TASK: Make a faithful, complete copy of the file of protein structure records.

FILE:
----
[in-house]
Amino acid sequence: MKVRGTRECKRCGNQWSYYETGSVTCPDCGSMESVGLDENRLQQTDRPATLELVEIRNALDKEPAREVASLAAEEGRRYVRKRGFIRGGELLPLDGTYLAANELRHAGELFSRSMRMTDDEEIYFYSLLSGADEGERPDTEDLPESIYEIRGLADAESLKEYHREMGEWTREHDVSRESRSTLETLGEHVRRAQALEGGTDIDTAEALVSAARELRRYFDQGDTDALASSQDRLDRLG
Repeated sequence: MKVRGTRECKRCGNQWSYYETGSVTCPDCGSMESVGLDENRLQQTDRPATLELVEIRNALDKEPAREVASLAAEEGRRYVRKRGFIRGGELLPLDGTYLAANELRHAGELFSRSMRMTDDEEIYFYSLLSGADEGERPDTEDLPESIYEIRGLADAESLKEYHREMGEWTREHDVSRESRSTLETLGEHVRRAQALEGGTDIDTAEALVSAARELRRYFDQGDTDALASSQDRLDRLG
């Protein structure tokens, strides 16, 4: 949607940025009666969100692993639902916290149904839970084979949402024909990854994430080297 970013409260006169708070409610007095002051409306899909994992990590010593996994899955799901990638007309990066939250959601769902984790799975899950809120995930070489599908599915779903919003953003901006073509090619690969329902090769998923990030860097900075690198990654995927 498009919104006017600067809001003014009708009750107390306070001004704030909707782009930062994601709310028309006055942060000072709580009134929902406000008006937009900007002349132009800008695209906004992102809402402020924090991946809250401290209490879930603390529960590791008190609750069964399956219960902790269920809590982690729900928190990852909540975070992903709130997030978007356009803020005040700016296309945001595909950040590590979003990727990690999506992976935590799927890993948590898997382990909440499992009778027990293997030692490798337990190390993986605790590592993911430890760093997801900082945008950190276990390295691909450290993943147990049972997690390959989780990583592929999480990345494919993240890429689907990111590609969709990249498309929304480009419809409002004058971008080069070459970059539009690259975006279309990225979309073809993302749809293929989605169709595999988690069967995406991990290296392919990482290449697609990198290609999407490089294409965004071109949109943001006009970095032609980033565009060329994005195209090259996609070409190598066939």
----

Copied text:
[in-house]
Amino acid sequence: MKVRGTRECKRCGNQWSYYETGSVTCPDCGSMESVGLDENRLQQTDRPATLELVEIRNALDKEPAREVASLAAEEGRRYVRKRGFIRGGELLPLDGTYLAANELRHAGELFSRSMRMTDDEEIYFYSLLSGADEGERPDTEDLPESIYEIRGLADAESLKEYHREMGEWTREHDVSRESRSTLETLGEHVRRAQALEGGTDIDTAEALVSAARELRRYFDQGDTDALASSQDRLDRLG
Repeated sequence: MKVRGTRECKRCGNQWSYYETGSVTCPDCGSMESVGLDENRLQQTDRPATLELVEIRNALDKEPAREVASLAAEEGRRYVRKRGFIRGGELLPLDGTYLAANELRHAGELFSRSMRMTDDEEIYFYSLLSGADEGERPDTEDLPESIYEIRGLADAESLKEYHREMGEWTREHDVSRESRSTLETLGEHVRRAQALEGGTDIDTAEALVSAARELRRYFDQGDTDALASSQDRLDRLG
């Protein structure tokens, strides 16, 4: 949607940025009666969100692993639902916290149904839970084979949402024909990854994430080297 970013409260006169708070409610007095002051409306899909994992990590010593996994899955799901990638007309990066939250959601769902984790799975899950809120995930070489599908599915779903919003953003901006073509090619690969329902090769998923990030860097900075690198990654995927 498009919104006017600067809001003014009708009750107390306070001004704030909707782009930062994601709310028309006055942060000072709580009134929902406000008006937009900007002349132009800008695209906004992102809402402020924090991946809250401290209490879930603390529960590791008190609750069964399956219960902790269920809590982690729900928190990852909540975070992903709130997030978007356009803020005040700016296309945001595909950040590590979003990727990690999506992976935590799927890993948590898997382990909440499992009778027990293997030692490798337990190390993986605790590592993911430890760093997801900082945008950190276990390295691909450290993943147990049972997690390959989780990583592929999480990345494919993240890429689907990111590609969709990249498309929304480009419809409002004058971008080069070459970059539009690259975006279309990225979309073809993302749809293929989605169709595999988690069967995406991990290296392919990482290449697609990198290609999407490089294409965004071109949109943001006009970095032609980033565009060329994005195209090259996609070409190598066939």